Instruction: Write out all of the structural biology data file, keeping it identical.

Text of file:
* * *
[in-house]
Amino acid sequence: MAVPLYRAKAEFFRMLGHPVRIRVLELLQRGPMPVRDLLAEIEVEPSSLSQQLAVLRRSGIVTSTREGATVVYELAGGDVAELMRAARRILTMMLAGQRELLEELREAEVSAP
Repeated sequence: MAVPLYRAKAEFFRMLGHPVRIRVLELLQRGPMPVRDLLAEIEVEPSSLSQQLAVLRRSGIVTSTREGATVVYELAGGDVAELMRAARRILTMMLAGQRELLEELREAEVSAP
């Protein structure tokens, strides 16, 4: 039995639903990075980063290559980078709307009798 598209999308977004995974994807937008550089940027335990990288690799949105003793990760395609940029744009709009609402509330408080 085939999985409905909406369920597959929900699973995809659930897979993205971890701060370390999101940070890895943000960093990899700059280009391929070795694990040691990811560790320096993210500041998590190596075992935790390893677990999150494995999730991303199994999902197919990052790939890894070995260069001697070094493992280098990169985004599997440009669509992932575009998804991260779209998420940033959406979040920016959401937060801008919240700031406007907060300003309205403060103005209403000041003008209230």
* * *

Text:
[in-house]
Amino acid sequence: MAVPLYRAKAEFFRMLGHPVRIRVLELLQRGPMPVRDLLAEIEVEPSSLSQQLAVLRRSGIVTSTREGATVVYELAGGDVAELMRAARRILTMMLAGQRELLEELREAEVSAP
Repeated sequence: MAVPLYRAKAEFFRMLGHPVRIRVLELLQRGPMPVRDLLAEIEVEPSSLSQQLAVLRRSGIVTSTREGATVVYELAGGDVAELMRAARRILTMMLAGQRELLEELREAEVSAP
């Protein structure tokens, strides 16, 4: 039995639903990075980063290559980078709307009798 598209999308977004995974994807937008550089940027335990990288690799949105003793990760395609940029744009709009609402509330408080 085939999985409905909406369920597959929900699973995809659930897979993205971890701060370390999101940070890895943000960093990899700059280009391929070795694990040691990811560790320096993210500041998590190596075992935790390893677990999150494995999730991303199994999902197919990052790939890894070995260069001697070094493992280098990169985004599997440009669509992932575009998804991260779209998420940033959406979040920016959401937060801008919240700031406007907060300003309205403060103005209403000041003008209230």